My debut novel, Affinity, is now available on Kindle HERE and I couldn't be more nervous and excited to share this story with everyone. It's a contemporary teen romance with a paranormal twist!
I love reading and I love writing and the YA genre is my jam. I essentially feel like a 16 year-old at heart because that age was something I remember looking forward to as a child, and the things I experienced and discovered at that age forever influenced future Jenny.
My journey with this book was a strange one because I am normally not a novelist. I'm a filmmaker. I trained as a filmmaker at USC and I have only ever wanted to write for film because I see the things I write and I want to direct them. But many years ago, when my kids were little, I found myself in the midst of an identity crisis.
I had never meant to leave Los Angeles. After studying at the best film school in the country and working in the industry, I was where I wanted to be and where I wanted to build my career. But life has a funny way of switching things up. Those years after graduating USC were some of the most difficult in my life, full of bad decisions, mental health issues, relationship issues, and incredible financial debt. Add on top of that getting pregnant! These led me to moving to New Orleans where my husband had gotten a job in Oil & Gas, hoping to get us out of debt. My son was born and four months later Hurricane Katrina came through. We evacuated to Houston. Three months later, we were officially relocated to Houston and we moved to the far-out suburbs where we could afford a house.
Part of me was excited to be in a new city, but Houston's a wild place and very spread out. I struggled to find people I identified with. Luckily, I connected with Southwest Alternate Media Project (SWAMP), a local film non-profit that had networking events and workshops, but it was in town and I was in the suburbs and anyone with infants knows that distance can feel insurmountable. I also was desperately trying to keep my connection to Los Angeles alive, screening my USC MFA thesis film, Searching for Angels, there, and also luckily my in-laws lived there so I was able to travel back every couple of months.
So I lived in two different worlds. In Houston, it's not unusual to have kids. I wasn't even a terribly young mother there. It's family-friendly and family-centered. I was a stay-at-home, a luxury to so many, and my husband's job was demanding - long hours and lots of travel. Because of the debt situation, and living in a city where we had no family, childcare fell solely to me. There were many things about that situation that I loved and wanted to provide for my child, like being able to nurse on demand and attachment parenting. But infants aren't exactly intellectually stimulating! In Los Angeles, I felt like a pariah with my baby. I vividly remember going to a cafe with a friend of mine in Santa Monica. She had her English bulldog with her and I had my baby with me. Streams of people stopped by to coo at the dog. My son got the stink eye. I'm sure this was all in my own mind as I wrestled with how I was going to be able to do things in film with a baby. I was raised to think I could do whatever I wanted and I had always wanted to have kids young, but looking back I see how reckless I was, and naive. I made permanent decisions when my life was feeling out of control and dealing with the massive responsibilities that came with those decisions were their own whirlwind.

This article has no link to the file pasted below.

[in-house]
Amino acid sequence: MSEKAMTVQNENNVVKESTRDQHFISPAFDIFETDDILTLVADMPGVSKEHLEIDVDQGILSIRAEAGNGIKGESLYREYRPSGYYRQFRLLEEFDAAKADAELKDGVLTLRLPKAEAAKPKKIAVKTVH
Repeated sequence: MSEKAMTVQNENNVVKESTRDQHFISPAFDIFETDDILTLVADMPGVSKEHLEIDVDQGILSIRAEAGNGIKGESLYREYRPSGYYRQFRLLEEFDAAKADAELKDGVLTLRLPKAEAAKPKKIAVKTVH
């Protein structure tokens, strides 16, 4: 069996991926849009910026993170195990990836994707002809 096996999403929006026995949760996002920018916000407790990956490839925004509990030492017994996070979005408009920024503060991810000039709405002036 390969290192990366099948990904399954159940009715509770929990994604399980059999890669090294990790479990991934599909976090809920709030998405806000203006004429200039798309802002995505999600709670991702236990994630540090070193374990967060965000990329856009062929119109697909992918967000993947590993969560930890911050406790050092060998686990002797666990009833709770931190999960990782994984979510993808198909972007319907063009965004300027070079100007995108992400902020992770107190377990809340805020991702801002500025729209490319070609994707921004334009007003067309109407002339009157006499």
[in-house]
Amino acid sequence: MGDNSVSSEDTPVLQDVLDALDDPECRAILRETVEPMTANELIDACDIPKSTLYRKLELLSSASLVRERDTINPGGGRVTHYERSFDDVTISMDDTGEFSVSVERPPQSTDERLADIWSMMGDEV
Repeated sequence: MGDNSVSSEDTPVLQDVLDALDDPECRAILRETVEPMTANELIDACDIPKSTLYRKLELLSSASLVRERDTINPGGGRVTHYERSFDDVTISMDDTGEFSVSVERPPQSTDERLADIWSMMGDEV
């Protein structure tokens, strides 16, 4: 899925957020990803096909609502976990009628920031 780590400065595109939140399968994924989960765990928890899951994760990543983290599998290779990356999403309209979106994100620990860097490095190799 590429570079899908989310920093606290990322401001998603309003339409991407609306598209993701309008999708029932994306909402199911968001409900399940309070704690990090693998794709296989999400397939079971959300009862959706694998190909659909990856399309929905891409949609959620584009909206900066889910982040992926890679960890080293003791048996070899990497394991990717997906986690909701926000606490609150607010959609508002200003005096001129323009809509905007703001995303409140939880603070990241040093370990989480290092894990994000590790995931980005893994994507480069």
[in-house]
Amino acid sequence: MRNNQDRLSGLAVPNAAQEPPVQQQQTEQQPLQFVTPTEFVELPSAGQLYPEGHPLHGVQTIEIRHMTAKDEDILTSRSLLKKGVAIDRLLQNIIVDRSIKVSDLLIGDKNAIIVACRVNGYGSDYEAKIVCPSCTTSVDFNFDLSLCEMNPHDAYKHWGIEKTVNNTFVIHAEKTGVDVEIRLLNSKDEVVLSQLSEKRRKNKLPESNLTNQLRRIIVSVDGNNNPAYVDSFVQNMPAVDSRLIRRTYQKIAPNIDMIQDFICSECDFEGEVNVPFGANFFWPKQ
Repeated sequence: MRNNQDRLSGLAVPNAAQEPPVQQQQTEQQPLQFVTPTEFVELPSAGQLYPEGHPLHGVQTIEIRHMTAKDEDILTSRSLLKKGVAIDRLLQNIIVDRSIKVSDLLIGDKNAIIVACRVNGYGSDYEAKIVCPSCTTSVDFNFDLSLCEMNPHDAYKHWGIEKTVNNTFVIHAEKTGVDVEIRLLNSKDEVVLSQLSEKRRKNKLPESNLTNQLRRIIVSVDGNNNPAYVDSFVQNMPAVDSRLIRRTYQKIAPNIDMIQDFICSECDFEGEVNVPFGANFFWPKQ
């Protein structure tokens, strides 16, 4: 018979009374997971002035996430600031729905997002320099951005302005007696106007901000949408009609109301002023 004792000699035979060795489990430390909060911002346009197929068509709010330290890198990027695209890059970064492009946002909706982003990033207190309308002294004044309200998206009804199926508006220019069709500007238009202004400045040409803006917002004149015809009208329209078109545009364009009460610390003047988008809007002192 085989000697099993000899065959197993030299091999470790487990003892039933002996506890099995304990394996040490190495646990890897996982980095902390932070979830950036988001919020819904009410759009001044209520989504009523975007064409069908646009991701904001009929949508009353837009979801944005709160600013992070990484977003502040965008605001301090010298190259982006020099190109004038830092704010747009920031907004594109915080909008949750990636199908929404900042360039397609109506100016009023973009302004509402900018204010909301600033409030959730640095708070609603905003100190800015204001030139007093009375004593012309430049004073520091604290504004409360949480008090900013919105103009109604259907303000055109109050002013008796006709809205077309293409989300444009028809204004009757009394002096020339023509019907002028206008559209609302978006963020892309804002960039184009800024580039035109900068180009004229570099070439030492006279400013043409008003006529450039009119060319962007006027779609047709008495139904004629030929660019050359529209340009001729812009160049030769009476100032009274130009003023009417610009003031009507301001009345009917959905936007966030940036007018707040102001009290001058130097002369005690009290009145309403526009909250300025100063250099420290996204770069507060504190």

So I had another kid.
I love my kids and I don't regret them. We've managed to make it work and I have found my happiness and life is better than I could have ever imagined it to be. But there was suffering that paid for that happiness, which is probably usually the case. There's a lot to be said about gendered roles in relationships and families - what we internalize, what we expect, what is put upon us by others/society. There's also a lot to be said about the childcare situation in America and how mother's are the default. Then there's the workaholic culture and youth-obsessed culture - especially in the film/entertainment industry. With mental health and how neglected and dismissed it is - here and everywhere - this is all a ripe recipe for disaster. I don't have the words for these big things just yet, though the themes are woven throughout my work.
I think for a lot of creatives, there's this split between what we think is possible in our minds (infinite possibilities!) with what is actually realistic given the circumstances and reality that you live in. The ego alone that's required to believe that anyone would ever want to watch/read your work, and pursue that belief past failures and rejections, and that someday you'll make it to the Oscars/Grammys/top of the industry is probably a red flag for many things! I had many privileges, but I also lived in a reality that made production work very difficult because I had two little kids and I was the primary caregiver and didn't have the resources to pursue the freelance work that is Houston's industry.
So I made my own path. I filmed the things I could, sometimes with my kid in a stroller or on my back. I paid for childcare when I could (and absolutely needed it), and I continued to make films.
After doing twelve short documentary-style videos for a Montessori school in the span of six months while having a nursing baby at home, I was burnt out. As a human, as a parent, and as a filmmaker. I needed something creatively fulfilling that was also reasonable given my circumstances. I also knew that my daughter would be starting pre-school soon, so I would have a few glorious hours to myself, and I needed something to make me feel like me again, get me excited and inspired. My brother suggested doing a NaNoWriMo. It's where you write a 50,000 word novel in the 30 days of November, inspired by marathons. There's no content judgment, just a word count goal and deadline, on the honor system.
Anyone who knows me, and who's gotten this far in this blog article, knows that I can write. A lot. Words are not a problem for me and I type really fast. But writing a novel? Structuring something like that? Writing a screenplay is a constant fight for efficiency - how to convey the geography, people, and movements of a scene that moves a story forward and is interesting. Screenplays can't have any internal thoughts, no insight into a character's mind unless you put it into a voiceover, dialogue, or some kind of action. But, as I said at the beginning, I love reading. I was an English major at Oberlin College, so I figured I could probably put something together.